Los Altos, Calif. (PRWEB) February 05, 2013
As students enter the second half of the school year, parents may find it challenging to have the kind of quality conversations they enjoyed with their children when schools were closed for the winter break. Officials at StudyDog, an online reading program geared toward elementary school students, offered tips for parents looking to get beyond one-word answers and really hear what’s on their child’s mind.
“The hustle and bustle of everyday life often gets in the way of having meaningful conversations with children,” said Deme Clainos, a spokesman for StudyDog. “Sometimes the lack of connection comes from parents not being able to give the child their full attention. Other times the child might not feel like talking because they are tired or the question may be hard for them to answer.”
StudyDog officials had four tips for having more meaningful conversations with children.
It may take a little prompting and more thoughtful questioning, but asking more specific questions can be the key to helping children respond. For example, instead of asking “How are you?” you could ask, “How do you feel about …?” or “What do you like/dislike about …?” to help get more in-depth answers.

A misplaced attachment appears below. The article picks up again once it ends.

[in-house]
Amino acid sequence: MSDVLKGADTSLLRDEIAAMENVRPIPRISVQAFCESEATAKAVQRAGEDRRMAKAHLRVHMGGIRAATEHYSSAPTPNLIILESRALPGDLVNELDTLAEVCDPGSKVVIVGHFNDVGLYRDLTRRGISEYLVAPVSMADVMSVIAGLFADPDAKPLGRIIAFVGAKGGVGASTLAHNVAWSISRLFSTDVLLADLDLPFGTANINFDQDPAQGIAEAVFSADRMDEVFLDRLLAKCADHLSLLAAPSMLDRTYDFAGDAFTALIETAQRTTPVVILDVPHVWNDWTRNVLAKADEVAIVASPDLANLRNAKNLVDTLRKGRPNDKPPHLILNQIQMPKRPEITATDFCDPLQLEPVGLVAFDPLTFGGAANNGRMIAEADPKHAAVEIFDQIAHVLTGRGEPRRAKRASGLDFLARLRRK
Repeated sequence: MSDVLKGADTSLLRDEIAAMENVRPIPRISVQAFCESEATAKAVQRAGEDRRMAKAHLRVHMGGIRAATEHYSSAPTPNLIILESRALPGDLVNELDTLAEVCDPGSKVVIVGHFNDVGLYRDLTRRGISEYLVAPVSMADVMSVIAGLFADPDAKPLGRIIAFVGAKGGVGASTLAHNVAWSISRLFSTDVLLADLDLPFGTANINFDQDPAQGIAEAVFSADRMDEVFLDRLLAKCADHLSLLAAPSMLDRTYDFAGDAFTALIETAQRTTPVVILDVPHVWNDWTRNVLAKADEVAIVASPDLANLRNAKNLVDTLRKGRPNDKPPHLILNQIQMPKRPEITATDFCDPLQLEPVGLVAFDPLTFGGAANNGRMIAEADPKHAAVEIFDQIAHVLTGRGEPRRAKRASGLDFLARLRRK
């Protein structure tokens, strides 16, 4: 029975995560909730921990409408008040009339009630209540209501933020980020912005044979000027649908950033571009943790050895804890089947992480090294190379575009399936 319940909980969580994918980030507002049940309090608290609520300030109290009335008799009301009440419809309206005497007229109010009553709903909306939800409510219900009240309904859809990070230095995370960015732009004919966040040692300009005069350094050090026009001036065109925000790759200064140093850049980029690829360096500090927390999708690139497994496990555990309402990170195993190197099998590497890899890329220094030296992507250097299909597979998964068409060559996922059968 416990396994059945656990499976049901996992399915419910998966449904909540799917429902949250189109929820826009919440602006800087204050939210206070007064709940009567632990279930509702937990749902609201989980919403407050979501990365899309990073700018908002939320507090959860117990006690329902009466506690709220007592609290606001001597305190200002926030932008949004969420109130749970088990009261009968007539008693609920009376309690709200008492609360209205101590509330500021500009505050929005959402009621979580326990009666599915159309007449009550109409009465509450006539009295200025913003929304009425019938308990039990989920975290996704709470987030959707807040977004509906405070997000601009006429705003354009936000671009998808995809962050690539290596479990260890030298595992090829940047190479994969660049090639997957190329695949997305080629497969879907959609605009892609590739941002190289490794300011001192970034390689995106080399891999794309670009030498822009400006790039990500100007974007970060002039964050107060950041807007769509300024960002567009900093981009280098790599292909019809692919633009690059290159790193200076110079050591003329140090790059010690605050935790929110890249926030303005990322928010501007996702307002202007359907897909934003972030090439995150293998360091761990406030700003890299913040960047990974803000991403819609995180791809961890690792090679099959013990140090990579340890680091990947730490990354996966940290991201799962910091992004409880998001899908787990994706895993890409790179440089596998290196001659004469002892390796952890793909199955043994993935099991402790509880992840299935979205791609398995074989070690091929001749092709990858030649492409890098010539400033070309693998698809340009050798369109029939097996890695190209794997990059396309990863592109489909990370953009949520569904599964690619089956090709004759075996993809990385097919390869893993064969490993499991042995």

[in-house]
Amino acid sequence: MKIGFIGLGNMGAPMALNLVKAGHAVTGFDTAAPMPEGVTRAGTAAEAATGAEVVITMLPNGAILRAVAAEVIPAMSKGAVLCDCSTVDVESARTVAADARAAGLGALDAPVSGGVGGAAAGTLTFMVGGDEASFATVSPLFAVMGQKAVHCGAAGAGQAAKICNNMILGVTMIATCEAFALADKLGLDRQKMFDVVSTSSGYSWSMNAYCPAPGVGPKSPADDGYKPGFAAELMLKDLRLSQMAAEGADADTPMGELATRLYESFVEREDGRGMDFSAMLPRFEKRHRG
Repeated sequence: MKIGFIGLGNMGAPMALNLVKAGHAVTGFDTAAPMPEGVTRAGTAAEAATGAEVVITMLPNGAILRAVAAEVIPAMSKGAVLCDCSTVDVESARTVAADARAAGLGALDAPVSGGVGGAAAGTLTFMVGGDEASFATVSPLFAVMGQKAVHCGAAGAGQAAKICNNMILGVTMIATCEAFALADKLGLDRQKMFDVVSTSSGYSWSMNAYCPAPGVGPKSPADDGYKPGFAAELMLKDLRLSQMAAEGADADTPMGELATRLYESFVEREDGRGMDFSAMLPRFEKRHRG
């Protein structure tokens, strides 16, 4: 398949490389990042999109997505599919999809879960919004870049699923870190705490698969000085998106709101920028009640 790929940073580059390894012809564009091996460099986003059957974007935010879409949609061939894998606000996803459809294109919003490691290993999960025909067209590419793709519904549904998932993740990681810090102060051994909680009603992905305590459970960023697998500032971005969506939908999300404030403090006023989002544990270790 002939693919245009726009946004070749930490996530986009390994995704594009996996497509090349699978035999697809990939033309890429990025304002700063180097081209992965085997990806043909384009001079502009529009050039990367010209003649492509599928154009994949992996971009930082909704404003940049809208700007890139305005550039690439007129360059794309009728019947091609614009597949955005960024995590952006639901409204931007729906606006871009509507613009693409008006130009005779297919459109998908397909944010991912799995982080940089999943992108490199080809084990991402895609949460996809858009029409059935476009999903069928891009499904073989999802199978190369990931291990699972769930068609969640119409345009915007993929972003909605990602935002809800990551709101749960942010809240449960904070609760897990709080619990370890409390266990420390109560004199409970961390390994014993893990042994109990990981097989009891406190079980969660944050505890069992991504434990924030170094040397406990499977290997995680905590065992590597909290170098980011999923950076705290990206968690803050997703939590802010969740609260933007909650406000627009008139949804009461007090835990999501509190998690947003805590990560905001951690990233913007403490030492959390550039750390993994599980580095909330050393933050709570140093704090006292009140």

Reading with a child will present the opportunity for further discussion and open the door to additional conversation topics. Ask questions while reading together to help build reading, writing and storytelling skills. Asking questions about what they predict will happen next in the story is a good place to start. Talk about the story after you finish reading and re-emphasize what was read by discussing it again the next day. An online reading program like StudyDog helps make this activity more fun for children.
Be a Good Listener:
With technology, busy work schedules and other life demands it can be easy to let distractions get in the way of having meaningful conversations. Whenever possible, put away what you are working on and give your child your full attention. If they sense a lack of interest from you in what they have to say, they may be less willing to talk in the future.
After the conversation, take time to follow up on whatever you discussed. If they expressed concern about a test at school, ask them how it went. If they mentioned they would like to participate in a certain activity, help them make arrangements.
StudyDog is a proven leader in helping children quickly learn to read and has helped more than 6 million kids master basics like phonics. The company creates interactive reading programs specially designed for elementary students. What sets StudyDog apart from other learning programs is how StudyDog engages future readers as young as 3 years old. Similar reading software is able to engage older students who already know how to read. But StudyDog uses games and other features to connect with younger children who haven’t learned to read yet. StudyDog’s Adventures in Reading series is used in more than 3,000 schools nationwide. The lessons were designed to meet state early learning standards and the guidelines of the National Reading Panel. Founded in 2002, StudyDog programs have been used in schools for the past six years. For more information, visit http://www.studydog.com or call 1-866-643-4449.